It was reported that not all teachers followed this procedure, however. There were various complaints from students that teachers were actually locking classroom doors and were refusing to allow students back inside the classroom.

Protesters of all generations have learned that protest can come with a price, even arrest in some circumstances, and students at MVHS showed that they were willing to accept responsibility for their choice, believing that voicing their empathy for Parkland and their anger at how the government is handling it was well worth the sacrifice. Students felt that they were shown respect for their beliefs and right to express those beliefs by both FCPS and MVHS.

On the other hand, nearby Prince William County Schools sent out a statement saying that even though students had the right to a peaceful protest, any students who walked out of a school building would receive disciplinary consequences. They stated that school walkouts are a “distraction.”

“You want to know what else is a distraction Prince William? School shootings,” one student tweeted.  Many angry students in Prince William County took that anger to twitter. They felt as if Prince William didn’t care about the rights they had as students.

Students who look to Dr.Terrell for his continued support were not disappointed and several expressed their gratitude for his defense of their right to free speech and assembly.  On Tuesday, Terrell  went outside and acknowledged the students that had walked out, stating that he supported them. He was also present at the walkout on Friday, as were other teachers who supported the movement. Students appreciated the fact that their Principal cared about them and the issues they are concerned about.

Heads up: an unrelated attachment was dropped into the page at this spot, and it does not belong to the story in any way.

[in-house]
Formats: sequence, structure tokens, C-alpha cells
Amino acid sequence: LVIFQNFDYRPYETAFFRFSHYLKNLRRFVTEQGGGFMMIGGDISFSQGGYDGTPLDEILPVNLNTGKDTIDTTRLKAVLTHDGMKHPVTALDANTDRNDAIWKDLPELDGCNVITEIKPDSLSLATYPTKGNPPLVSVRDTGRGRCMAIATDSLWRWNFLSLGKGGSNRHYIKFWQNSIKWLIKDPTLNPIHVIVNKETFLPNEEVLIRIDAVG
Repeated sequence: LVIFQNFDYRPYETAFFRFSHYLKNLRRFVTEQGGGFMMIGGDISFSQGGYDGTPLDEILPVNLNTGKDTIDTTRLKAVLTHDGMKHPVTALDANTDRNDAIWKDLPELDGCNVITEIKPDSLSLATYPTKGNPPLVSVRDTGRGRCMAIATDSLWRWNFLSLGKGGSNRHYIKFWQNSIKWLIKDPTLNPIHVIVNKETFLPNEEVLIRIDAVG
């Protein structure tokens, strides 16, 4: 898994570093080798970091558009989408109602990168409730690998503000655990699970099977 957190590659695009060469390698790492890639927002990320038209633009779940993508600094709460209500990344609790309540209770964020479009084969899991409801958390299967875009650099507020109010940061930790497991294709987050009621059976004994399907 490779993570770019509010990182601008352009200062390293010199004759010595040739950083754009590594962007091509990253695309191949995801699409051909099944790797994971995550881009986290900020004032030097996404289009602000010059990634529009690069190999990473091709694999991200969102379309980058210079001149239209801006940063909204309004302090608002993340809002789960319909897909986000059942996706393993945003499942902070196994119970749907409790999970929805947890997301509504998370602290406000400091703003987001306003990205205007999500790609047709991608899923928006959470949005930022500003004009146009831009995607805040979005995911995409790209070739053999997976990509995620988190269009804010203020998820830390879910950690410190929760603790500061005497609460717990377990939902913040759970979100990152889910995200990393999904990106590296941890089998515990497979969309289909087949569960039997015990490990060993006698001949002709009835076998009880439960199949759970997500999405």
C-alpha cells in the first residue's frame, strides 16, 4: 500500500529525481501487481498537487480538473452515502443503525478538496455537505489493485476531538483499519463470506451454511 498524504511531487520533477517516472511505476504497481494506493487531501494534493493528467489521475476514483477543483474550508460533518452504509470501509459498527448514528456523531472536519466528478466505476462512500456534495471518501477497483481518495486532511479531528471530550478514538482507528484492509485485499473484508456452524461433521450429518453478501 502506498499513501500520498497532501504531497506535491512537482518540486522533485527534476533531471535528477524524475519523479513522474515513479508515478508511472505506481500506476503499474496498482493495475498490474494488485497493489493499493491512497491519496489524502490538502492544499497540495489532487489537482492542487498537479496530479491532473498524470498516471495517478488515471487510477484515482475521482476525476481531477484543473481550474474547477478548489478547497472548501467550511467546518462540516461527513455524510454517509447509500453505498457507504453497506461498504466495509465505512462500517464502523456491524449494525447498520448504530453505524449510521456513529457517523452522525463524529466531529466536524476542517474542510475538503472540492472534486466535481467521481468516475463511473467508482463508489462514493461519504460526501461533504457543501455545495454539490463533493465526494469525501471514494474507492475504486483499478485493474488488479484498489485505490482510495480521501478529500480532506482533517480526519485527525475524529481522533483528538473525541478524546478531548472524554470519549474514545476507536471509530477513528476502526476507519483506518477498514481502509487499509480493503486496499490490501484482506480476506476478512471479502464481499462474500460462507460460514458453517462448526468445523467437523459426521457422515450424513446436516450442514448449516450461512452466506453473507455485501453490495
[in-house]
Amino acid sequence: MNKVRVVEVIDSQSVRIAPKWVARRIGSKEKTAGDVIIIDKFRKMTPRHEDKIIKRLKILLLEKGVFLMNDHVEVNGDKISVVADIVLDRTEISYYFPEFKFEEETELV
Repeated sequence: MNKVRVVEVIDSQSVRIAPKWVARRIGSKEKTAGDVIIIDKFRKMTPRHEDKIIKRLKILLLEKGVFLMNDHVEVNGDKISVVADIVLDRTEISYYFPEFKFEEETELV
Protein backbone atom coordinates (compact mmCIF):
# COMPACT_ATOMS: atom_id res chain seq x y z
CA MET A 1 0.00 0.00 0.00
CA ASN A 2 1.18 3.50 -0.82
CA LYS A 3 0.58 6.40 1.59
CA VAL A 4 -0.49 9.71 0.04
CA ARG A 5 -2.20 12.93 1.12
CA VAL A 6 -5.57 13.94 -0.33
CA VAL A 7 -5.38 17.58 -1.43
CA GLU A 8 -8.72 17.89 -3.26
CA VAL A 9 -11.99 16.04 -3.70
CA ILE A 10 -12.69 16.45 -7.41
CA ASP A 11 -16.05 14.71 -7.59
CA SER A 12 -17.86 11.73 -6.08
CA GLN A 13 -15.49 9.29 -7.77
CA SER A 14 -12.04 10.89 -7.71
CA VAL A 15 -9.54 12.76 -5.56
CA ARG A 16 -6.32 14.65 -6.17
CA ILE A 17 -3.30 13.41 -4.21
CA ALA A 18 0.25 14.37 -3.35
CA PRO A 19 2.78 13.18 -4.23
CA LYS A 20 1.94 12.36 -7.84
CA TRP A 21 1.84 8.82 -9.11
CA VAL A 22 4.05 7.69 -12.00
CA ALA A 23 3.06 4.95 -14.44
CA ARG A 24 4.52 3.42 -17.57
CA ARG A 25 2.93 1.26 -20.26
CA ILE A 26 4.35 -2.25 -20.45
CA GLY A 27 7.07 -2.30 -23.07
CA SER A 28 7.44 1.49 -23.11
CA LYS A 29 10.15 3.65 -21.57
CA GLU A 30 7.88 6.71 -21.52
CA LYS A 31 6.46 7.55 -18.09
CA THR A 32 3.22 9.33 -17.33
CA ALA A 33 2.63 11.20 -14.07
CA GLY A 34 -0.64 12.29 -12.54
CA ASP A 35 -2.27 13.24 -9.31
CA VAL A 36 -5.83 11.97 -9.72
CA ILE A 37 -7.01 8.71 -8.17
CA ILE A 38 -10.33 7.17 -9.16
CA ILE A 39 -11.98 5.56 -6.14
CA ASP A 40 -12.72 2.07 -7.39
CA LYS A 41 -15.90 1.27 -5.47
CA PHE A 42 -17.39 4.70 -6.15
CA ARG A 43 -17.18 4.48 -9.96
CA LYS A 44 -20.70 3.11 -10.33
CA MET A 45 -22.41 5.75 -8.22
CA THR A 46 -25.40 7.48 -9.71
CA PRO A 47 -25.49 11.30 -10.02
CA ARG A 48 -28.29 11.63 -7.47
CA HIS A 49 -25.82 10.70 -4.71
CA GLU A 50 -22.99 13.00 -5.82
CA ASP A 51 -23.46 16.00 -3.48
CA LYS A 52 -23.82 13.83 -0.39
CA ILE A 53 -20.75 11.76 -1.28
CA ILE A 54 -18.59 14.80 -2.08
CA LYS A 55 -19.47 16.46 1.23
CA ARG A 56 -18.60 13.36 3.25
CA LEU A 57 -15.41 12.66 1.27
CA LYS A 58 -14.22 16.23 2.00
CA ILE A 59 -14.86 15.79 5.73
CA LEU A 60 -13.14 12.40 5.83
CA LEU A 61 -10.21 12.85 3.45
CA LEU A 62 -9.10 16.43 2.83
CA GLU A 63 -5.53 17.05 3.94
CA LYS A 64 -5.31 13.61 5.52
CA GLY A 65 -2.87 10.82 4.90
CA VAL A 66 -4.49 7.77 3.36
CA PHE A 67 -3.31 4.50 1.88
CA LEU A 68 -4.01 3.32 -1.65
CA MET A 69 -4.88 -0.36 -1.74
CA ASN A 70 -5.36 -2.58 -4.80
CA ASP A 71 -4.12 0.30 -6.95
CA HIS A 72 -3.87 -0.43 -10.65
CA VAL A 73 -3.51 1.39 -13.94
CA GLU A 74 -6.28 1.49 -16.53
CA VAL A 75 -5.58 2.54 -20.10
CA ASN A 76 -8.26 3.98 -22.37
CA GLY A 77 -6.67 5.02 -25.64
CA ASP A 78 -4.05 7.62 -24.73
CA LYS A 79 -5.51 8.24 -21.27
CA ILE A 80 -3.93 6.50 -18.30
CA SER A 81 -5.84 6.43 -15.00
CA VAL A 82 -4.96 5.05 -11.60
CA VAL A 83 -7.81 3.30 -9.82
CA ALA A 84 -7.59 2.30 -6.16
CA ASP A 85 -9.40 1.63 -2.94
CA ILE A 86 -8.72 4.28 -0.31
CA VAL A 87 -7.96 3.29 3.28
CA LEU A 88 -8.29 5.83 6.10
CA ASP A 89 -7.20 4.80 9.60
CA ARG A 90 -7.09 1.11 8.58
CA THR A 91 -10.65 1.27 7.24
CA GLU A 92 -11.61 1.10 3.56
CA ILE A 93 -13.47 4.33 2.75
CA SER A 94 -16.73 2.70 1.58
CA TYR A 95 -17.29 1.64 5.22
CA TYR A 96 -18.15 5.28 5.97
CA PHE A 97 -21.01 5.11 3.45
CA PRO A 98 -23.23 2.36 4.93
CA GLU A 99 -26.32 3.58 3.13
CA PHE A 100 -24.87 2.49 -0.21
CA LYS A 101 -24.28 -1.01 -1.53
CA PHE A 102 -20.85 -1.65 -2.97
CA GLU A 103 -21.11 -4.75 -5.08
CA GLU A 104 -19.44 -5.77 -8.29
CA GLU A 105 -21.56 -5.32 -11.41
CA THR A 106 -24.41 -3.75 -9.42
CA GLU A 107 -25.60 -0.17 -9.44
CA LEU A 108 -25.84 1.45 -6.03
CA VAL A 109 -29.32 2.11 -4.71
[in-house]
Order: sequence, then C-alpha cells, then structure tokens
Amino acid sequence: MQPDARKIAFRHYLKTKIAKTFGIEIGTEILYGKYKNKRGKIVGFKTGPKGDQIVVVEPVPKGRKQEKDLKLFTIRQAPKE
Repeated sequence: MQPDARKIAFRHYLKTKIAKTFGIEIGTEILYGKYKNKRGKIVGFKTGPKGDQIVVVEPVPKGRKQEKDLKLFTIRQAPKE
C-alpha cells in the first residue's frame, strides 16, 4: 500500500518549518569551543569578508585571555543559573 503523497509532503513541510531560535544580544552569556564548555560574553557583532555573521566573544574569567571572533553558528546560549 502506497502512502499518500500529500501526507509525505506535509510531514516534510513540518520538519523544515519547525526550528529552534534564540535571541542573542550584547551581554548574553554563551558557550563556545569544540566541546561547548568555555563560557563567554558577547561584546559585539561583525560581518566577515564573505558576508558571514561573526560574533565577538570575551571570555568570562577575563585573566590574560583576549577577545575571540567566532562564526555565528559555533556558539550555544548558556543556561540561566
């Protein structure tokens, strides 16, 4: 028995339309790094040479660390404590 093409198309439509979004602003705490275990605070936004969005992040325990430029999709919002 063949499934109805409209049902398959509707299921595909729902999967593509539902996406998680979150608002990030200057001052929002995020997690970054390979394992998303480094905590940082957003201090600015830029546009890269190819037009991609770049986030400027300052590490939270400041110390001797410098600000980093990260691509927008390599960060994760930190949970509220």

While many school programs reacted the same as MVHS, not all agreed with this stance. Adults and politicians all over the nation were strongly against student walkouts and some have even expressed the belief that students are not educated enough or have enough experience to have an opinion. Most individuals and groups speaking against the walkouts are also against ‘gun control’ legislation because they believe everyone has the right to bear arms. While most people agree this is indeed a constitutional right, proponents of legislation argue they are asking for ‘gun control,’ not ‘gun bans’ and not a repeal of the 2nd amendment. They argue that they just want to make it harder for guns to fall into the wrong hands.

This debate will continue into the future, with more walkouts planned, including a 17 minute nationwide student walkout to take place on April 20, the 19th anniversary of the Columbine School shootings. Protests are also planned across the country, including in Washington, DC, for March 24.

 

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1 Comment

One Response to “MV stands with MSD”

  1. Buyviagra on March 14th, 2018 7:34 pm

    Think about what it is like to be a parent of a child at school these days. Every time we hear of another tragic shooting at another American school, our fear and anxiety goes up another notch. And we ask ourselves, “can it happen here, on little, peaceful, Orcas island? And, unfortunately, the answer is always yes, these days. All it takes is someone with access to a gun, and with something to “proveAnd I can do nothing about it. I have no idea who has guns here, on the island. No idea if these guns are even under lock and key. How can we, as a people, accept this situation as “normal? And, yet, thanks to gutless politicians (I”m looking at you, especially, Republicans!), who are voted into office by we, the People, this insane situation not only continues, but flourishes! How can any parent in this country not value their children”s safety over the insane desire to possess such deadly weapons, like automatic rifles? And, make no mistake, it is the ready availability of such guns that allows the continuing American tragedy of these mass shootings. In every other country, where more strict gun control laws have been initiated, mass shootings have all but disappeared. Our daughter at Orcas High School will be participating in the Walkout on Wednesday, with our full support. This is their effort, their chance to try to make a difference. So, what are the adults in our community going to do to make a difference, to change this awful reality?